Please describe the actual conditions in the kiln when you condition. How do you measure stress? Some people that have conditioning problems (not enough steam) will cool the load first for an hour or so and then steam it. When you measure stress, typically 1/4" thick, 6" long and 1" wide leg you need to use the same size prongs. As some people measure stress they will plane the lumber first as that is how the customer is likely to use it. Further, the results are read when the prongs are cool.

From the original questioner:
Not sure that I understood the continuous equalization schedule. Is it to rise EMC to final MC value? At that time when the wettest board is around FSP, EMC is around my final MC anyway. Or even higher (average MC 20-25%, EMC 7.5-9.5%, final MC 8%). About conditioning, EMC is MC plus 4%, the same as in the last phase of drying (62C), and most of stresses is eliminated in first couple hours, but not enough. There is no problem with amount of steam, or overheating because cold water is used (it's common in Europe). New European standard for drying quality does not use prong test, but so called gap the distance between two parts of a re-sawn board measured after 48 hours.

From Gene Wengert, forum technical advisor:
Cold water does not relieve stresses as well as steam. I ran a recent test and it was clear that for excellent stress relief, steam was superior. On the other hand, water was ok in most cases, as most users do not require zero stress. Again, it is critical to rapidly achieve the conditioning EMC. What is the width of the re-sawn lumber when doing the test?

From the original questioner:
The width of the re-sawn lumber when doing the test is 100 mm.

From contributor O:
What happens if after 48 hours your lumber fails your gap test? The prong method, while not instant, gives a quick feedback that you can work with. Why not consider doing both methods for a while to establish a pattern of correlation.

From Gene Wengert, forum technical advisor:
When you cut prongs hot, Drying Hardwood Lumber suggests that you put them in a microwave oven for 15 to 30 seconds on high power and then the reading you get in a few minutes will be the final reading that the customer gets.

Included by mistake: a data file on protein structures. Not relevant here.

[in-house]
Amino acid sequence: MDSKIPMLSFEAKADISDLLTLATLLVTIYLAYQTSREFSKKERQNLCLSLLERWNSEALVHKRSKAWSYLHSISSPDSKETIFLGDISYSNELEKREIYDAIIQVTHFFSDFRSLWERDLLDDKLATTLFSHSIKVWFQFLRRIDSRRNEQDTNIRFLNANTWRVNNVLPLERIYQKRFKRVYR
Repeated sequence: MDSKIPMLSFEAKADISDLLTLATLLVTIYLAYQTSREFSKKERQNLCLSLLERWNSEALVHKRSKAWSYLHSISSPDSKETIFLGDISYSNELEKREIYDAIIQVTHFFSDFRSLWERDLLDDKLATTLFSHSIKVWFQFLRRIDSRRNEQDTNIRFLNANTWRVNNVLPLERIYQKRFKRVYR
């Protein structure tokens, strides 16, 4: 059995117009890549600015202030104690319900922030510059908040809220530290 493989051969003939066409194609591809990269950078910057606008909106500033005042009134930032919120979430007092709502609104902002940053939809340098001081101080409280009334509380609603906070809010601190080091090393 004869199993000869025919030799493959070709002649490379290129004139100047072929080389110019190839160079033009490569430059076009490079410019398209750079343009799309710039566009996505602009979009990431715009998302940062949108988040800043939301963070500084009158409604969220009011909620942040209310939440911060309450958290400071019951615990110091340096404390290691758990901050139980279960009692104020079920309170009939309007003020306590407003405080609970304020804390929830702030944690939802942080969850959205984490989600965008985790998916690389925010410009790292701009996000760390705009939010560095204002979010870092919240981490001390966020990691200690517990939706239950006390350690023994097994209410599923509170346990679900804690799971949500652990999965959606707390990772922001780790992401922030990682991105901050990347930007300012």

From the original questioner:
What do you think about oscillating climate during drying to increase and decrease temperature and relative humidity in cycles? There are some experiments showing good results regarding drying time. Also mechano-sorptive creep is more significant.

From contributor F:
Late in the standard the US schedules you increase the temperature and maintain the same depression. This actually increases the EMC. In the studies I performed on oak the lumber gained moisture and the swelling was able to be measured. The runs that included this increase in EMC before conditioning resulted in much less residual stresses than runs that exclude the EMC rise. There was no increase in open surface checks nor was there any honeycomb with the EMC rise.

From Gene Wengert, forum technical advisor:
What Contributor F says above is true, but the increase in EMC is small (130 and a 45 dep is 3.0% EMC; 160 and 45 is 3.7% EMC.). You might find a limited increase in EMC if you first bring the WB up and then the dry bulb follows (not suggested to do this, but sometimes the equipment does it). Note that with many controls, the DB and EMC are the control variables, so the increase in EMC does not occur. In any case, it is very rare to see oak dried green from the saw in a kiln. It takes too long and therefore costs a great deal of money. Often $35 per day per MBF is the drying profit (gross) for oak and many hardwoods.